Election officials in key battleground states pushed back on claims by the Trump campaign that Republican poll watchers were being improperly denied access to observe the counting of ballots, saying Thursday that rules were being followed and they were committed to transparency.
Tasked this year with monitoring a record number of mail ballots, partisan poll watchers are designated by a political party or campaign to report any concerns they may have. With a few reports of overly aggressive poll watchers, election officials said they were carefully balancing access with the need to minimize disruptions.
“There were certainly a lot of eyes on the process in every absentee counting board all across our state,” said Michigan Secretary of State Jocelyn Benson, a Democrat and the state’s top election official. “I’m proud of how transparent and secure our process has been. I know that the truth is on our side here.”
Poll watchers have been a central element of legal battles that have erupted in Pennsylvania, Michigan and Nevada. While counting was largely finished in Michigan, the work continued Thursday in Pennsylvania and Nevada where a narrow margin separated President Donald Trump and his Democratic challenger, Joe Biden.
Monitoring polling places and election offices is allowed in most states, but rules vary and there are certain limits to avoid any harassment or intimidation. Monitors are not allowed to interfere with the conduct of the election and are typically required to register in advance with the local election office.
In Nevada’s most populous county, officials said poll watchers were allowed in designated areas, told to comply with social distancing and mask requirements and required to be escorted by county representatives.
“When they sign in, they have to agree to follow the rules that are guided by statute. If they don’t follow the rules … they will be removed from the location,” said Joe Gloria, the chief elections official in Clark County, which includes Las Vegas.
The Trump campaign had sought to halt the counting of mail ballots in the county, saying observers were being kept too far away to be able to see if signatures matched voter registration records.
“With the issues that have been reported regarding the election, we are now more than ever concerned with the lack of the transparency in observing and challenging possible invalid ballots,” said Adam Laxalt, co-chair of the Trump campaign in Nevada.
That lawsuit was settled Thursday afternoon after election officials agreed to provide additional access at a ballot processing facility in Las Vegas.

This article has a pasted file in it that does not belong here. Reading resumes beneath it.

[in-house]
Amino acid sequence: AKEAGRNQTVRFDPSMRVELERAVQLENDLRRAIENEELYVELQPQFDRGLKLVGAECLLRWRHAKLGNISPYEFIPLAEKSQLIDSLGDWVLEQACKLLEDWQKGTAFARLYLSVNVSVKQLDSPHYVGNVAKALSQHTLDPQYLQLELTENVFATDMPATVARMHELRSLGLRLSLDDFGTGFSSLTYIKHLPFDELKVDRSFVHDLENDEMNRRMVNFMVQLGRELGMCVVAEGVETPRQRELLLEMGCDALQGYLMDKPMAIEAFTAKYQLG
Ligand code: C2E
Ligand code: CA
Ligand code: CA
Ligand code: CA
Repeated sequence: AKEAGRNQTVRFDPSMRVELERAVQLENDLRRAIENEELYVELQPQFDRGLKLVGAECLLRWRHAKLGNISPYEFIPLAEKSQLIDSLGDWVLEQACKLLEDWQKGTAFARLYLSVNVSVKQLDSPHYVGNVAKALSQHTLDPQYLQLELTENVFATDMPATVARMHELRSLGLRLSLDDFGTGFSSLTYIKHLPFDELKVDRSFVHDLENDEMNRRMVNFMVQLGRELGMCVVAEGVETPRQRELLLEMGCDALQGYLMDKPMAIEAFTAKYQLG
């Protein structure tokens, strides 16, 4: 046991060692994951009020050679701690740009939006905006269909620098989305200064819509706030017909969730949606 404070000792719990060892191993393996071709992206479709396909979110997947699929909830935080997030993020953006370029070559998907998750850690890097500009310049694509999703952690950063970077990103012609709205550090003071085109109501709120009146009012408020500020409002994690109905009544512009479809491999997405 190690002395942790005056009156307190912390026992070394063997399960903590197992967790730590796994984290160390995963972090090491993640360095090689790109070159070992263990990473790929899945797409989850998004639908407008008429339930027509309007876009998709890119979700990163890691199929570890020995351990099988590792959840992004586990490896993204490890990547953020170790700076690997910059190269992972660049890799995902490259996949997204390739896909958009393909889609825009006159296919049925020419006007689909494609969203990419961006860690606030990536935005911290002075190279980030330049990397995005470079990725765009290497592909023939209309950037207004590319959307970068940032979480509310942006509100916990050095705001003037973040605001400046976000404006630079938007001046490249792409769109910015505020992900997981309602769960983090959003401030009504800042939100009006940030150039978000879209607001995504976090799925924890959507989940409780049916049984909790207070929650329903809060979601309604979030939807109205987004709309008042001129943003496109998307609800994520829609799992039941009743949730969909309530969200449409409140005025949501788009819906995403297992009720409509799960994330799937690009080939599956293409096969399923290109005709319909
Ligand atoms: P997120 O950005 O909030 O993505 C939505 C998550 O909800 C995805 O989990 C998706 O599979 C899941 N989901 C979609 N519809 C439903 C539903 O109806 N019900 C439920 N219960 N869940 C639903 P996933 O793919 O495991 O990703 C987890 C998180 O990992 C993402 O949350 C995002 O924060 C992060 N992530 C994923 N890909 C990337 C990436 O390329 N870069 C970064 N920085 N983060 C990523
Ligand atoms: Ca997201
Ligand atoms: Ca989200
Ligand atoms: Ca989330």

In Pennsylvania, disputes over poll watchers were concentrated largely in Philadelphia, where the Trump campaign complained its observers could not get close enough to see whether mail-in ballot envelopes had signatures along with eligible voters’ names and addresses.
Ballots without this information could be challenged or disqualified, but city officials said state election law allows poll watchers only to observe the work and not audit it.
Pennsylvania Secretary of State Kathy Boockvar defended the process as open.
“In Pennsylvania, every candidate and every political party is allowed to have an authorized representative in the room observing the process,” Boockvar said in an interview with CNN. “Some jurisdictions including Philly are also livestreaming, so you can literally watch their counting process from anywhere in the world. It’s very transparent.”
On Thursday, a state judge ordered Philadelphia officials to allow party and candidate observers to move closer to election workers processing mail-in ballots. A spokesperson for the Philadelphia board of elections said barriers were shifted in response to the order while the city appealed it.
Later, a federal court in Philadelphia denied a Trump campaign bid to stop the vote count over the access issues, urging the two sides to forge an agreement. U.S. District Judge Paul S. Diamond suggested each party be allowed 60 observers inside the convention center where ballots were being tallied.
Voting advocates noted the restrictions applied to both Republican and Democratic poll watchers.
“There are specific rules in Pennsylvania about where poll watchers can stand and what they can do,” said Suzanne Almeida, interim director of Common Cause Pennsylvania. “It applies to both parties equally. Everyone has the exact same access. This is not about disadvantaging one party over another.”
The number of poll watchers allowed at an election office varies. Some smaller offices might allow only a few inside, while larger ones could have dozens.
Also Thursday, a Michigan judge dismissed a Trump campaign lawsuit over whether enough Republican poll watchers had access to the handling of absentee ballots.
Much of the dispute centered on Detroit, where absentee ballots were counted at a downtown convention center. Some 134 counting boards were set up, and each party was allowed one poll watcher per board, according to City Clerk Janice Winfrey.
She said she was not aware of any Republican poll watchers being removed but noted some had been “very aggressive, trying to intimidate the poll workers and processors.”
Ray Wert, who volunteered as a Democratic poll watcher at the site, said he found a group of Republican supporters blocking the entrance and he observed police officers telling the crowd that no additional people were being let inside because there were equal numbers of partisan poll watchers.
“My concerns are that this is going to be used to delegitimize what is a very clear and very well-run process for counting these ballots,” Wert said.
Cassidy reported from Atlanta, and Izaguirre reported from Lindenhurst, New York. AP reporters from around the country contributed.